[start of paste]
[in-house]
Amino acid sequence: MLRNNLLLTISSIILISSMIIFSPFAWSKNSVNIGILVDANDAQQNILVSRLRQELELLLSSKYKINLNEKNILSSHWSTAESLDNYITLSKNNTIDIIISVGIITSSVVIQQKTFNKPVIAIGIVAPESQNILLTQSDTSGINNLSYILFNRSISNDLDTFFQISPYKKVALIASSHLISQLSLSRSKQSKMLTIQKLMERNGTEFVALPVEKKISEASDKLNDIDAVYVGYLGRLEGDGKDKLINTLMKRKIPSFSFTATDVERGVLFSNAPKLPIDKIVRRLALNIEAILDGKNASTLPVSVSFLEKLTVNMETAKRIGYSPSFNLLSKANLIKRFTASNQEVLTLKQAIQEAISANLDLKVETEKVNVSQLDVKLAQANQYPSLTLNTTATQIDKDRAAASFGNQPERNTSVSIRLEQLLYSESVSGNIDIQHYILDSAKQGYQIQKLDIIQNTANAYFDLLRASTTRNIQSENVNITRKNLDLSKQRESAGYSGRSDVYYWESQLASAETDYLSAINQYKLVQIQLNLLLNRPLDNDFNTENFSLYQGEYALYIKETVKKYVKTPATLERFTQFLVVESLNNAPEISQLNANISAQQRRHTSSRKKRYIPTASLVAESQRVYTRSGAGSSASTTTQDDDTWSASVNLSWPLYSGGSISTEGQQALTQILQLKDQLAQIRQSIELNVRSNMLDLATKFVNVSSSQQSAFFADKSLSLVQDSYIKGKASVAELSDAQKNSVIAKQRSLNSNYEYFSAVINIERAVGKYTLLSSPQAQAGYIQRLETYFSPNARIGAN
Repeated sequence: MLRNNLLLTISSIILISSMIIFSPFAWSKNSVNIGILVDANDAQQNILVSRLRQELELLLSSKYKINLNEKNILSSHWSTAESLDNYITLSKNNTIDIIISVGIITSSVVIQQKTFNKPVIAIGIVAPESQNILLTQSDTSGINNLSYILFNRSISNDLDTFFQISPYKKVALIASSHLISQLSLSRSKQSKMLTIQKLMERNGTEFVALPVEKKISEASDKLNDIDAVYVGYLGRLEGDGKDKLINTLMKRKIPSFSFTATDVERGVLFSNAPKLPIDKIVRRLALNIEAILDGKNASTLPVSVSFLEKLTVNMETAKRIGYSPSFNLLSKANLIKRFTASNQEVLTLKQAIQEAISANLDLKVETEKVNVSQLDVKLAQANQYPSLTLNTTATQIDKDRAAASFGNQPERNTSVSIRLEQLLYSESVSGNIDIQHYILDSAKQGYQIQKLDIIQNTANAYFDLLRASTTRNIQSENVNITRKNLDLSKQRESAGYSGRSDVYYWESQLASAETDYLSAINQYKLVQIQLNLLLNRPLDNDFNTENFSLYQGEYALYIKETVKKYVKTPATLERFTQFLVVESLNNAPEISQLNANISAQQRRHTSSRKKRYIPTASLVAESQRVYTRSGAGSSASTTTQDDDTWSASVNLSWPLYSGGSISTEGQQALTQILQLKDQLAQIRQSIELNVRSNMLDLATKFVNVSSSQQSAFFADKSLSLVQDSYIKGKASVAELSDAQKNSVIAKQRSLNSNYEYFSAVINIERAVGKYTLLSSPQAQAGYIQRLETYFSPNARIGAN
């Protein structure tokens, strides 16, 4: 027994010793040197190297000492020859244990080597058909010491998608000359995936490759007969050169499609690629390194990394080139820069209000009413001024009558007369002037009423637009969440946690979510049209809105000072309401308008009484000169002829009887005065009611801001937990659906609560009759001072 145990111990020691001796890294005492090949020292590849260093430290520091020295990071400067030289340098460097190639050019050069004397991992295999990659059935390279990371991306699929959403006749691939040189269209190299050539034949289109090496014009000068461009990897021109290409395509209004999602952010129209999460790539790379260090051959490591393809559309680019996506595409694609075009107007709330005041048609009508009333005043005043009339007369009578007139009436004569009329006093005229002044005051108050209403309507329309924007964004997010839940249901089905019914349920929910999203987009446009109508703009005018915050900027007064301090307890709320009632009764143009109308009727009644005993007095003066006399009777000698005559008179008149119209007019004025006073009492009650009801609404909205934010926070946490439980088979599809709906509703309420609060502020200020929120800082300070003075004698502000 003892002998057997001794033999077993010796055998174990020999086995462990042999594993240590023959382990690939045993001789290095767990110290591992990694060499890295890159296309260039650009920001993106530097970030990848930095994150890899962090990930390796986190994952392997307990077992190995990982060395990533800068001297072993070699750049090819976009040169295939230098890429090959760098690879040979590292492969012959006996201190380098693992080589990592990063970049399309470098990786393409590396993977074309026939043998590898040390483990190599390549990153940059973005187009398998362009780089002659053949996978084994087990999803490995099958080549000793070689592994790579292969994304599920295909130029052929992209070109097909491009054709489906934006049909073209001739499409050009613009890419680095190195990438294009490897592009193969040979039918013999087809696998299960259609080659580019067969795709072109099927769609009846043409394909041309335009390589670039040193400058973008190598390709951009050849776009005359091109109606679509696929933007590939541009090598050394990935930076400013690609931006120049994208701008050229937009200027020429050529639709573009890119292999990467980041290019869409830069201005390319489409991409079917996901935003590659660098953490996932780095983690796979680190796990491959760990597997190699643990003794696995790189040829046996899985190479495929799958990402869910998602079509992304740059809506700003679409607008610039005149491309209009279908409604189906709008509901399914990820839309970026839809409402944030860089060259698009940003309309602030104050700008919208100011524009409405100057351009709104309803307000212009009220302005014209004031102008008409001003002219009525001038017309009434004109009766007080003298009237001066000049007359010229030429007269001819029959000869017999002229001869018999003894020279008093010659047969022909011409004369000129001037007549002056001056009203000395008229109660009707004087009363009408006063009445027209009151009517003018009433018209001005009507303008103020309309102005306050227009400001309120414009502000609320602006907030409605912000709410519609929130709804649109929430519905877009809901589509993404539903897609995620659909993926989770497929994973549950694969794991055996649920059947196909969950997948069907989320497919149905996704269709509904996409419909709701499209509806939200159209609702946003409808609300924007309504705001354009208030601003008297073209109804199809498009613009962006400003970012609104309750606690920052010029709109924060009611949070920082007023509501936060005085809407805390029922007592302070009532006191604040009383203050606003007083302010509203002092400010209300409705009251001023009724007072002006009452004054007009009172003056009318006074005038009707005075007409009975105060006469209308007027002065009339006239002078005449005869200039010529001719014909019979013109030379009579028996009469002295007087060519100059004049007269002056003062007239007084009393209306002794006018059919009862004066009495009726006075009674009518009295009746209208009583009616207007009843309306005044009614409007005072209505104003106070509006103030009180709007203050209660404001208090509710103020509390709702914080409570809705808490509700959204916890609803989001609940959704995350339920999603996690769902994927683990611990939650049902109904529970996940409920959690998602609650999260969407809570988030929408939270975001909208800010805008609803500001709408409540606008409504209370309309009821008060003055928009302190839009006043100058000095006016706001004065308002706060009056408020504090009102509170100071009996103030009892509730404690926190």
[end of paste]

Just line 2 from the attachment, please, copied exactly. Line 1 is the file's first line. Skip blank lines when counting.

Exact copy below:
Amino acid sequence: MLRNNLLLTISSIILISSMIIFSPFAWSKNSVNIGILVDANDAQQNILVSRLRQELELLLSSKYKINLNEKNILSSHWSTAESLDNYITLSKNNTIDIIISVGIITSSVVIQQKTFNKPVIAIGIVAPESQNILLTQSDTSGINNLSYILFNRSISNDLDTFFQISPYKKVALIASSHLISQLSLSRSKQSKMLTIQKLMERNGTEFVALPVEKKISEASDKLNDIDAVYVGYLGRLEGDGKDKLINTLMKRKIPSFSFTATDVERGVLFSNAPKLPIDKIVRRLALNIEAILDGKNASTLPVSVSFLEKLTVNMETAKRIGYSPSFNLLSKANLIKRFTASNQEVLTLKQAIQEAISANLDLKVETEKVNVSQLDVKLAQANQYPSLTLNTTATQIDKDRAAASFGNQPERNTSVSIRLEQLLYSESVSGNIDIQHYILDSAKQGYQIQKLDIIQNTANAYFDLLRASTTRNIQSENVNITRKNLDLSKQRESAGYSGRSDVYYWESQLASAETDYLSAINQYKLVQIQLNLLLNRPLDNDFNTENFSLYQGEYALYIKETVKKYVKTPATLERFTQFLVVESLNNAPEISQLNANISAQQRRHTSSRKKRYIPTASLVAESQRVYTRSGAGSSASTTTQDDDTWSASVNLSWPLYSGGSISTEGQQALTQILQLKDQLAQIRQSIELNVRSNMLDLATKFVNVSSSQQSAFFADKSLSLVQDSYIKGKASVAELSDAQKNSVIAKQRSLNSNYEYFSAVINIERAVGKYTLLSSPQAQAGYIQRLETYFSPNARIGAN